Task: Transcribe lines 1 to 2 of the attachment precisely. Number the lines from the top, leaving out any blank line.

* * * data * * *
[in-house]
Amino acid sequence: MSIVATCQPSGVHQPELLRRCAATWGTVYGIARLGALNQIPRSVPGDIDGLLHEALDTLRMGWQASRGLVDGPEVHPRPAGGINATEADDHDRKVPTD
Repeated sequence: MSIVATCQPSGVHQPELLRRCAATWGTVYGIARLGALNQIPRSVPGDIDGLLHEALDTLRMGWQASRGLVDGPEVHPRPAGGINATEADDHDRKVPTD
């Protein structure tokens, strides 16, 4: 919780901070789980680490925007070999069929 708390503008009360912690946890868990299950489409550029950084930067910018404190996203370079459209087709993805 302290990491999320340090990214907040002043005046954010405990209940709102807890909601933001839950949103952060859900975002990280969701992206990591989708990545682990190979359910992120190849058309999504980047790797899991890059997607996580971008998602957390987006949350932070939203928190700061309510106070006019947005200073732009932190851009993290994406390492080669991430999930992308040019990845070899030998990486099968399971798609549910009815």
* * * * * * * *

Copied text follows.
[in-house]
Amino acid sequence: MSIVATCQPSGVHQPELLRRCAATWGTVYGIARLGALNQIPRSVPGDIDGLLHEALDTLRMGWQASRGLVDGPEVHPRPAGGINATEADDHDRKVPTD